Monday, September 24, 2007
The Comics Page #16: Essential Dazzler
If there’s something innately appealing about the concept behind DAZZLER, it may just be that it’s so incongruous to the comics world. For at least the past few decades, superhero books have been mostly geared towards men and boys in some state at least close to adolescence. It’s a high-action, high-octane kind of crowd- a metal crowd, if you will. And Dazzler is a disco/pop diva who wears clothing from ABBA and uses her mutant powers to create laser light shows. You have to admire Marvel for trying to expand their audience, and this whole project was apparently cooked up as a cross-media promotion between the comics publisher and Casablanca Records (Casablanca wanted Marvel to create a “Disco Queen” heroine, and the label would put some unknown singer in the role- apparently they vacillated too much for the project to go anywhere). Reading this relatively new ESSENTIALS collection, featuring the retro-fabulous heroine’s early appearances in X-MEN and AMAZING SPIDER-MAN as well as the first twenty-one issues of her own title, one senses the company pushing their new and glorious creation just a little too hard, but it’s a series of fun and vivid stories from Marvel’s flashiest period, and there’s a kind of sincerity to the whole thing too.
Dazzler’s origins are simple; Alison Blaire was born a mutant, and has long had the ability to turn sound waves into light. An aspiring rock singer, she mostly uses this to provide impromptu stage effects for her act; however, when supervillains and such roll around she can focus the light into laser beams and blinding flashes and so on. She’s not really interested in the superheroing game, but keeps getting dragged into it- first the Enchantress engages her in a singing contest to get the gig at a club which happens to have some cosmic significance, then Dr. Doom gets involved with a jewel exhibition tied into a UNICEF concert Dazzler’s performing at, then there are encounters with Nightmare, the Hulk, and even Galactus. Through it all, Alison is distracted by two major issues; her estrangement with her father, who wanted her to follow him into law, and her even greater estrangement with her mother, who left them both when Alison was very young and whom she knows very little about.
From the start one can very easily pick up that Marvel intends this character to be the Next Big Thing. Apart from the big-name guest stars (which is actually common practice when launching a new superhero title), you have a heroine who, in her first issue, sings more mesmerisingly than the Enchantress, whose powers are given no practical limit, and who comes with a ready-made catch phrase- “Go for it!”, which is ALWAYS uttered when she lets loose a giant blast of light energy in order to turn the tide in a crucial battle. Dazzler got a big push, but time was working against her. Though ostensibly a rocker, Dazzler’s look is much more disco, and by the time the series debuted in 1981 (after delays in dealing with the record company), the anti-disco backlash was already well underway, and the face of rock was in flux. Roller skates, KISS-ian facial makeup, and a disco ball necklace were so five seconds ago. Reading the stories now, the character’s wonderfulness is excessive, but the writers do their best to round her out.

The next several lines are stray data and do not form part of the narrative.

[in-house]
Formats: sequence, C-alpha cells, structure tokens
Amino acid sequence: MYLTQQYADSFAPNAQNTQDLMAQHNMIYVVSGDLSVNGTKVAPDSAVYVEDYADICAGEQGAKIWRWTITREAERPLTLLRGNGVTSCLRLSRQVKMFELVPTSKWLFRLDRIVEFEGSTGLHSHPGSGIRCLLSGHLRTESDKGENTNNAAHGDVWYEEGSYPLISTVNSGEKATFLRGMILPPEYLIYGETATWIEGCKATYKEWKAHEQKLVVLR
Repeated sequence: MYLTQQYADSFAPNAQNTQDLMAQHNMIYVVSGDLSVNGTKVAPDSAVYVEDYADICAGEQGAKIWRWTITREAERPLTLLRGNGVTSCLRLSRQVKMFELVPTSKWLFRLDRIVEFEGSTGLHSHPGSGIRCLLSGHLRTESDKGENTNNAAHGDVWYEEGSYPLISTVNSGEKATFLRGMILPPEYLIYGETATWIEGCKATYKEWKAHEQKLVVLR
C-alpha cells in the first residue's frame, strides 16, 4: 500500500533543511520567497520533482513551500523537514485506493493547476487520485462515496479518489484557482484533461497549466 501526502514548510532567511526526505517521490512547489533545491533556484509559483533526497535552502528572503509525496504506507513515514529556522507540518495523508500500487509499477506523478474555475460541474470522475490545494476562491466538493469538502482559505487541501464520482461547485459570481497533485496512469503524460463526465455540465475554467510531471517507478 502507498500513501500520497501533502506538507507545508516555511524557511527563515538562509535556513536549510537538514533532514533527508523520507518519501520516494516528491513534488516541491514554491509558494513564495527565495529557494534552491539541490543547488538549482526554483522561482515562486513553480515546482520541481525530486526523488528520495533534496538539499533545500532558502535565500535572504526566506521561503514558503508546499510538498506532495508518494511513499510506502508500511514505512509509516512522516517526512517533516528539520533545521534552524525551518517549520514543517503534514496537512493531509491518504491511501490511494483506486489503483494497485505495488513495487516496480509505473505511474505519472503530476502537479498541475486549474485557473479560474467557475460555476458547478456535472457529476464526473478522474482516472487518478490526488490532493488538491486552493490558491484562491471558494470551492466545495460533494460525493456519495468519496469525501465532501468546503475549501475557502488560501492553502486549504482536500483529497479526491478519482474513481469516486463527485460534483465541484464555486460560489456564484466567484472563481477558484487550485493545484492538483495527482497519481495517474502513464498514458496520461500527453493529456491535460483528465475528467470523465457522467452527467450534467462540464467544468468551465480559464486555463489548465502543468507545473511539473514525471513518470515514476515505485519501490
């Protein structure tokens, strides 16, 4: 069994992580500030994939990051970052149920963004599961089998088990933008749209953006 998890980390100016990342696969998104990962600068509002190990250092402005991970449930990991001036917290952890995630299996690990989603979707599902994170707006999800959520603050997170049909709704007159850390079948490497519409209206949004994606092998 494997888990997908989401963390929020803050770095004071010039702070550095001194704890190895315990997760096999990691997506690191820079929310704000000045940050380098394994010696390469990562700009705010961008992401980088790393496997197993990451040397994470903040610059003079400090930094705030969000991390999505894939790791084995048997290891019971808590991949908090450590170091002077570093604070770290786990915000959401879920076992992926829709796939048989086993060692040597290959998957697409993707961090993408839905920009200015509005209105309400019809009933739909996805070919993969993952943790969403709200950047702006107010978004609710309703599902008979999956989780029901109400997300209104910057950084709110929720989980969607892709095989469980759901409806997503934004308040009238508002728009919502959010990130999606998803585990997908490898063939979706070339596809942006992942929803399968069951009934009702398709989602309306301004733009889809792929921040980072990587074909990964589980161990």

You’ve got some of Marvel’s better talents on the early issues- Tom De Falco writes the first seven issues and John Romita, Jr. pencils the first three, and the switch to Danny Fingeroth and Frank Springer respectively is pretty smooth. At this point, buoyed by the success of X-MEN, Marvel had a reliable “house style”, one that was slick, hip, and emphasized the Marvel heroes as celebrities, mixing with the great and powerful (such as the Not Ready for Prime Time Players) and living lives that were slightly more glamorous but no less difficult. Dazzler fits right into this milieu, and personally I’ve always found that approach vaguely appealing- on a fundamental level I believe that superheroing should be fun, and even a reluctant heroine like Dazzler gets some satisfaction from her sideline. The Marvel Comics party needed a singer.
Apart from the general grooviness (and occasional cheesecake in issues wherein Dazzler meets up with She-Hulk and Spider-Woman), the series manages to work on a dramatic level more often than you’d think- Dazzler’s family drama heads towards a strong soap-operatic resolution, appropriately enough in the last issue of the collection (but not the last one of the series, which managed to run 42 issues.) As traditional superheroics go, Dazzler also has a couple of moody voyages across realities and into the center of a black hole. Finally, Dazzler’s love life has a few nice twists- she gets briefly involved with a few men, including the X-Men’s Angel, but she has trouble making it work with any one man, and with family troubles like hers, she really doesn’t have the time. There’s something about her travails that manages to ring true amidst all the glitz, which is nice.
Dazzler is one of those characters that I like precisely because she’s not that popular- which makes me sound like a pretentious cutting edge hipster, but it’s more an empathy with the underdog. I think she also appeals to the part of me that liked XANADU (and there’s a fanfic waiting to be written.) She’s just fun, and this is a fun collection. Dazzler’s still around, sporting a more modern and slightly blander look, but she may yet strap on the skates again. One can hope.